But now the days are getting longer, the sun is out (regardless that it’s cold as hell at the moment), and I find myself with some time to devote to the “neglected blog”. I hope you haven’t been pining too much during our absence!

Now this is going to seem like I’m reaching way back in time, but I got the most awesome Christmas gift ever. Here’s a photo of it:

Beautifully thin slices of our lonzino

That’s right. Your eyes are not deceiving you. My mother-in-law’s present to me this year is a real, honest-to-God deli meat slicer. Let me explain.

We buy and make a fair number of things that need slicing. Our home-cured lonzino (which we’re currently enjoying) needs to be sliced thinly, like prosciutto. That’s nearly impossible to do by hand, certainly well beyond my skills, and that’s what got me started on this search. But it’s silly to spend money to slice one of our home-cured meats. Now, however, we can also buy large chunks of salami, prosciutto, cheese, whatever (saving money) and be able to slice them easily and evenly. Since getting this machine, I find that we’re also slicing fruits and vegetables, too. It has proved to be much more of a help in the kitchen than I thought it would be.

I’m sure some of you are rolling your eyes at the thought of having an appliance that’s this big, merely for slicing. Yes, that is a problem, expecially since our kitchen is a small one, but we have a solution. In the far corner stands a small “bar fridge” we inherited from Vicki’s studio. Usually it’s top is just a handy repository for junk: bags of potatoes, things that have to go into the basement, platters and trays. They’ve all now disappeared to where they should have been in the first place, and the top of the fridge is a perfect size for the slicer. Best of all, there’s an electrical outlet close by. We can keep the slicer out and ready to be used. It was packaged in its carton with a heavy plastic bag around it, so we kept that and use it to keep dust and dirt off the machine.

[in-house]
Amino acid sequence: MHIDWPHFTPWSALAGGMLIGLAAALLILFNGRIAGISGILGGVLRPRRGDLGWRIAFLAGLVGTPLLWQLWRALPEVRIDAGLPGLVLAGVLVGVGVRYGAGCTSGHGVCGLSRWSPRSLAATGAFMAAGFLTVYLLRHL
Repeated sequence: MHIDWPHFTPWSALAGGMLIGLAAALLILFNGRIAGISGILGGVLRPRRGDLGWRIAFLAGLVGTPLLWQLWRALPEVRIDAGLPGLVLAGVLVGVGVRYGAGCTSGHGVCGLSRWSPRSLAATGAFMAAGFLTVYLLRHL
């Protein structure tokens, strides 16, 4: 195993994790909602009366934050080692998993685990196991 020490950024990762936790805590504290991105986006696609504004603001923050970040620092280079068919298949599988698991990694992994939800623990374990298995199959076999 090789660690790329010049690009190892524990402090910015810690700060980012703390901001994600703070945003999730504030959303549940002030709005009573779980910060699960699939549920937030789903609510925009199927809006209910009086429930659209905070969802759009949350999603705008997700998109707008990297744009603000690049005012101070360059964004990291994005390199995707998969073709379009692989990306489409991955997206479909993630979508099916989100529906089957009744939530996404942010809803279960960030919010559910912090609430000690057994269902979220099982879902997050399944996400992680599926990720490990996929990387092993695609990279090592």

When I began to investigate getting something like this, I looked at the usual home-kitchen type ones, and found none of them really have enough power. Sharpening was also an issue in that the blade had to be removed and sent out. It quickly became obvious that something of a more professional level was the only thing worth buying. Hobart is one of the big manufacturers of deli slicers, but even a used one would have set us back a cool $800 at least, far too expensive for our budget.

I widened my internet search and came across a site ( that caters more to the trade than the domestic cook. In their slicer selection, they stock mostly the top-end Berkel and Hobart units, but they also stocked something that caught my eye immediately: a 9" Manual Gravity Feed Meat Slicer by a company called Avantco.

Some of our lonzino, perfectly sliced thinly!
This unit had good power (1/4 hp) and from the photos seemed to be well-made. The customer reviews were all positive (for what those are worth) and the manufacturer stated right off the top that this slicer was not meant for heavy duty output (hours of use per day). It also came with what looked like a good, built-in sharpening system for its 9" blade.

Having worked in restaurants, I know what good, solid construction is, and this unit seemed to have it. Best of all was the price: $269.99. I had looked at and disregarded home units that ran as high as $300+, so this looked like a real possibility.

So when my mother-in-law, the formidable Loraine, asked what we wanted for Christmas, I was ready. We have not been disappointed with our choice. The construction is mostly aluminum, cast or stamped, allowing for the lower cost, but the power is excellent (with an extra belt supplied for the motor/blade hook-up), cleaning very easy, and it slices from paper-thin to almost half an inch, plenty good for what we need. I haven’t used the sharpener yet, but it looks like it will be quick and easy to do.

We try to only buy the best for cooking. A cheap home-version of a pot or utensil just doesn’t compare to a pro version. They don’t stand up over time and they can give frustratingly uneven results. When we’re in the market for something, we usually buy at restaurant supply stores. This is an even more important factor when buying appliances. Anyone who has ever cooked on a professional range or used a professional appliance will know what I mean. (I really wish we had a Garland cooktop!) The Avantco slicer is a good saw-off for us: professional power and design, but at a nice price. To answer the question some of you no doubt have: yes, it’s made in China, but its quality is really quite good.

Stop by the Blechta Test Kitchens some time and we’ll slice up some paper-thin lonzino or prosciutto for you!